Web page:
Click to view table of contents
►II.13. ORTHOGRAPHIC IRREGULARITIES
The Arabic writing in use today has few orthographic irregularities that should be noted.
►II.13.A. THE PREFIX hā–
Arabic has a demonstrative element hȃ هَاْ which means “ecce, behold, here is/are.” This word is called the “hȃʔ of drawing attention” هَاْءُ التَّنْبِيْهِ . When this word is prefixed to certain demonstrative elements it is written without the vowel-denoting ʔalif.
|This (masc. sing.)||hā-ðȃ||هَذا|
►II.13.B. THE PREFIX ðā–
The demonstrative ðȃ ذَاْ “this” is written without the vowel-denoting ʔalif when prefixed to the far demonstrative element li–. The far demonstrative element li– is found only as a prefix. It is called the “lȃm of distance” لامُ البُعْدِ .
►II.13.C. THE DEMONSTRATIVE ʔula⋅y
The plural demonstrative ʔula⋅y أُولى “these” has an unnecessary wȃw و .
|Those of||ʔulȗ (subject case)||أُولُوْا|
|ʔulȋ (object case)||أُولِيْ|
Note that the word ʔulȃ-ʔi-ka أُولَئِكَ lacks a vowel-denoting ʔalif after the lȃm.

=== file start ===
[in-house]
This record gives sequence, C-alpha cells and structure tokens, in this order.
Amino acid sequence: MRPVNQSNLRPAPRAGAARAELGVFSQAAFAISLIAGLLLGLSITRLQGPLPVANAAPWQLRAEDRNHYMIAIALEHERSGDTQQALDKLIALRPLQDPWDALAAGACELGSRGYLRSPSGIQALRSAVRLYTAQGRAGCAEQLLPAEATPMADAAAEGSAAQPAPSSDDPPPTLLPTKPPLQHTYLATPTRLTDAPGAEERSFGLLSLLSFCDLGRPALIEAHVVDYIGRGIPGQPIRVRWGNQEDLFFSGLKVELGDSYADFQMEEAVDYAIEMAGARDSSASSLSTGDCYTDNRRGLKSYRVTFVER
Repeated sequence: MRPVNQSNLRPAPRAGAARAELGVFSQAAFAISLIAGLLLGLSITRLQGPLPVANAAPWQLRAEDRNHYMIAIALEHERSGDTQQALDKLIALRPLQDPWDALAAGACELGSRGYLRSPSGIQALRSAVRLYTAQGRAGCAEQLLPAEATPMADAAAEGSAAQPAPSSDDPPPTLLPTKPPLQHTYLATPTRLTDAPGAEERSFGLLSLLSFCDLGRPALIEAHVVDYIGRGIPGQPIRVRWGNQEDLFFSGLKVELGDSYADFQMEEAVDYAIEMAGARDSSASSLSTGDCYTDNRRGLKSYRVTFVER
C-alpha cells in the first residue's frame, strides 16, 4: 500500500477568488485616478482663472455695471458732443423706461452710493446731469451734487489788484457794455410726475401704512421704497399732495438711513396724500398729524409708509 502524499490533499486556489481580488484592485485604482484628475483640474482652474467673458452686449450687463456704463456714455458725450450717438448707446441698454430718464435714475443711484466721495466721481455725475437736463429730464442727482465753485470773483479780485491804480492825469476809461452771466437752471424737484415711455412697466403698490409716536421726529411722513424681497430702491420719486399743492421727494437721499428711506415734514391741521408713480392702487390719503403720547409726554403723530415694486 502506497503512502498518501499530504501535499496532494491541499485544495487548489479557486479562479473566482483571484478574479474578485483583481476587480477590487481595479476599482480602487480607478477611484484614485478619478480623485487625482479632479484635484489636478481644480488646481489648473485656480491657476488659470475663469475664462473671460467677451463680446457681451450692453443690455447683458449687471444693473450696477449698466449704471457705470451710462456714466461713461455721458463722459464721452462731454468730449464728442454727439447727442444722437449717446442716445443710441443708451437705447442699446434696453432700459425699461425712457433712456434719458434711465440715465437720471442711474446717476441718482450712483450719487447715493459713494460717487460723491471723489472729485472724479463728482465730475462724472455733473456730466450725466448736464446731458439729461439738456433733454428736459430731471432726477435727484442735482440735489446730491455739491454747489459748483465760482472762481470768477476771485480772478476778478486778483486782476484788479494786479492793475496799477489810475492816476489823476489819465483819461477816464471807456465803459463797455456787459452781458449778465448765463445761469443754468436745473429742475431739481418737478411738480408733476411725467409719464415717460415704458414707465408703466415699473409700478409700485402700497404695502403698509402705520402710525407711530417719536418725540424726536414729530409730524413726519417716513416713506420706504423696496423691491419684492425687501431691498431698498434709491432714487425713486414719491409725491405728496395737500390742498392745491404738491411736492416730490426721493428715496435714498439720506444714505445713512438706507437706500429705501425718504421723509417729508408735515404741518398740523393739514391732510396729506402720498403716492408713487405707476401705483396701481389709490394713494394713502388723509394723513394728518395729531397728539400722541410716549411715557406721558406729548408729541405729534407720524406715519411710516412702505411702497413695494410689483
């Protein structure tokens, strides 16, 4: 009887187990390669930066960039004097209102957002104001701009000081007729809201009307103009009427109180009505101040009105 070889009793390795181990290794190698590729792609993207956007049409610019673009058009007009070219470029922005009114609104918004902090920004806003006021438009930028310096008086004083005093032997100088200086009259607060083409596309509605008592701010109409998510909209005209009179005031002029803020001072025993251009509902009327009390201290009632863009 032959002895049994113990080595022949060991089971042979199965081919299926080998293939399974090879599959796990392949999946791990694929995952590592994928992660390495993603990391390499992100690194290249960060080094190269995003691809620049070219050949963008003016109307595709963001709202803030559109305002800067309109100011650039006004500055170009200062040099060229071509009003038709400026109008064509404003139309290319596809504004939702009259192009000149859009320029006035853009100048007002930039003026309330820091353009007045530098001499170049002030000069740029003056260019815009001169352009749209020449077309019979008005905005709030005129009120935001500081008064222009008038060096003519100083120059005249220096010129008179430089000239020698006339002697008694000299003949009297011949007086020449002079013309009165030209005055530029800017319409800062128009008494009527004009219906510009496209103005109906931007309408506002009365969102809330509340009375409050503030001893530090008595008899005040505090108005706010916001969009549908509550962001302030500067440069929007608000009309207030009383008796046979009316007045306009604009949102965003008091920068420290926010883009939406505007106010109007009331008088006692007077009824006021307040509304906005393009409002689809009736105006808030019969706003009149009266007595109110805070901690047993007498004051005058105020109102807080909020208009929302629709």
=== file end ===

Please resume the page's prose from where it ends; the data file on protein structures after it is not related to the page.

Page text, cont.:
The wȃw in ʔula⋅y أُولى disappears when hȃ is prefixed:
۞ SIDE NOTE
It is probable that the wȃw in ʔulȃ أُولَىْ originally represented a long vowel *ʔȗlay. The length of this vowel was compensatory, because the original form of the demonstrative was probably *ʔullay (c.f. Hebrew ʔēlleh אֵלֶּה “these” < *ʔillay אִלַּי*; Biblical Aramaic ʔillēn אִלֵּן “these;” Tigre ʔəlli “this;” Assyrian allû “that;” Babylonian ullû “that”).
►II.13.D. THE CONJUNCTION lākin
The conjunction lākin لَكِنْ “but” is etymologically composed of lȃ لا “not” and *kin كِنْ “so.” The written form of lākin لَكِنْ lacks a vowel-denoting ʔalif.
►II.13.E. THE MASCULINE PLURAL ATTACHED SUBJECT PRONOUN
The masculine plural attached subject pronoun –ȗ ــُوْا has a silent vowel-denoting ʔalif. This is called the “distinguishing ʔalif” الْأَلِفُ الْفَاْرِقَةُ because (according to popular belief) it serves to distinguish the wȃw of the masculine plural attached subject pronoun from other wȃw’s at the end of words.
In modern Arabic the “distinguishing ʔalif” is added only to verbs. However, in the Qurʔȃn it is added also to construct nominative masculine sound plural substantives (e.g. banȗ بَنُوْا “sons [of]”). The ligature ــوا appears irregularly in the word ʔ·ar-ribȃ الْرِّبَوا “usury.”
In my opinion, it is possible that the ligature ــوا originally represented the sound –o < –aw (for more information see the side note in §II.21.A.h.γ.).
►II.13.H. THE PERSONAL NAME ʕAmruṋ
The male personal name ʕAmruṋ عَمْرٌو has a silent wȃw. It is said that this wȃw served to distinguish this name from the similarly-looking name ʕUmaru عُمَرُ .
►II.13.I. THE PERSONAL NAME Dȃwūdu
The male personal name Dȃwūdu دَاْوُدُ “David” lacks a vowel-denoting wȃw. An old linguistic joke says that ʕAmruṋ عَمْرٌو stole the wȃw from Dȃwūdu دَاْوُدُ .